Pandox used its interim results to points to its increased diversification, after adding Novotel-branded hotels to its portfolio.
The results came as Scandic continued to rationalise its estate, exiting two hotels in Finland as it looked to strengthen profitability.
Pandox is to acquire two hotels in the Netherlands and Germany for Eur83m, with Grape Hospitality managing the hotels under long term lease agreements under Accor’s Novotel brand. Pandox said: “The acquisition contributes to a further geographical and brand diversification of Pandox’s portfolio. Both the Hague and Hannover are strong congress and event destinations.”
CEO Anders Nissen said: “The benefits of a larger and more diversified portfolio manifest themselves in a variety of ways. Demand fluctuations are balanced out more effectively and having a presence in more markets provides new business opportunities.
“Pandox and its business partners are actively looking for development projects that can strengthen the growth and profitability potential of the properties. These projects range from renovation and repositioning to expansion and, in certain cases, building new hotels adjacent to existing hotel properties. Pandox sees significant long-term potential in the portfolio for these types of investments.”
The company reported a 9% increase in Ebitda for the quarter, to reach Skr881m (Eur82m), with revpar development “unevenly distributed” between countries and cities. Demand was affected to varying degrees by new hotel supply, trade show and congress calendars, as well as other local conditions. This included a revpar in the UK regions falling by approximately 2% in the quarter, but growing by 9% in Finland.
Looking ahead, Nissen said: “Pandox maintains that the hotel market has growth potential, but that it is in a maturing phase and growth is slowing. In this phase of the hotel cycle revpar is mainly driven by higher average prices. In some submarkets, however, increased hotel capacity puts pressure on revpar in the short and medium term. All in all, Pandox maintains that conditions for growth still exist this year.”
During the second half of the year agreements were signed with Nordic Choice and Scandic on the creation of some 180 new rooms through expansion and conversion.
Scandic’s results were described by the company as its best quarterly results ever, with adjusted Ebitda up by 12% to Skr823m, as the result of increased revenues combined with improved cost efficiency.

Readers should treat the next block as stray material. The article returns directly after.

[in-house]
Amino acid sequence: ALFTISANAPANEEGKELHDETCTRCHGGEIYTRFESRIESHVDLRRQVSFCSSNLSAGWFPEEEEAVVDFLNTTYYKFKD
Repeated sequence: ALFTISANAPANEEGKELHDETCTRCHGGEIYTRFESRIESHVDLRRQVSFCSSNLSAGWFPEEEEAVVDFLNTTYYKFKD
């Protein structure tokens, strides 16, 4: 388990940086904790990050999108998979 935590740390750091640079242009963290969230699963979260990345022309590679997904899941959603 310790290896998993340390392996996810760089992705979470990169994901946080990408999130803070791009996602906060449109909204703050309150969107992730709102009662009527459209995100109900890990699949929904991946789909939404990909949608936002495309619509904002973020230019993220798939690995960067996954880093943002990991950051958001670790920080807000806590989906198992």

In July Scandic Hotels Group said that it was likely to exit 15 hotels which it said “do not contribute financially” and this past quarter saw two Finnish hotels leave the system; the Scandic Lahti and Scandic Riihimäki, with 221 rooms in total.
Jens Mathiesen, president & CEO said that Scandic had “a strong pipeline corresponding to 10.6% of the existing portfolio. With a focus on hotels in attractive locations at prioritised destinations, we expect the pipeline to increase Scandic’s profitability over time. Scandic has initiated a number of measures to strengthen profitability and cash flow. We see, for example, potential to improve profitability in our restaurant and conference operations, which is why we are reviewing modes of operation and offerings across the entire business.”
Looking ahead, he added: “We expect relatively stable market conditions in the fourth quarter, with like for like sales growth of 0% to 1%. In addition, having more rooms in operation is expected to contribute 2% to net sales.”
At PPHE Hotel Group, the company reported 4.3% growth in revpar in the quarter, driven by “good increases in average room rate across a number of properties, and maturing trading and recent openings across several hotels in London and Amsterdam”.
For the three months to 30 September, like-for-like revenue increased by 5.6% to GBP120.2m
Commenting on the results, Boris Ivesha, president & CEO, PPHE Hotel Group said: “We are pleased to report a solid performance during the quarter, as we benefited from the recent completion of several major repositioning projects and maturing properties across our portfolio and strong trading in the United Kingdom.
“Following several years of investment and disruption to operations, all hotels across our UK and NL portfolio are now open and contributing to the group’s performance. Strong trading at Park Plaza Victoria Amsterdam in the Netherlands and Holmes Hotel London demonstrate our investment programme continuing to bear fruit, and we look forward to trading continuing to mature across other recently repositioned hotels in the coming months.”
The company said that it expected to invest approximately GBP300m on its development pipeline, including an art’otel london hoxton and an art’otel at Hudson Yards in New York.
HA Perspective [by Katherine Doggrell]: Creeping recession? What creeping recession? The owners are battening down the hatches, as all that storing up grains and refurbished hotels is set to bear fruit. At Pandox diversification is the plan as it looks to what many feel will be the next phase in the company’s strategy, we muse involving more than just different brands and different locations.
But while we think thoughts about whether Pandox will buy hostels, serviced apartments or Airbnb, we look to the firepower of the likes of PPHE and where they will go. London has been well populated by the company and is currently pricey. There is little sign yet that this will change, although eyes are on the UK is as indulges in more voting and what this might mean for its exit from the UK.
The view of the experts so decried during the EU Referendum campaign seems to be that Boris Johnson will hold onto his digs, but then the experts have been wrong before. Capital is likely to flee if Corbyn gets in, but not if it comes with a soft Brexit. Batten down those hatches indeed.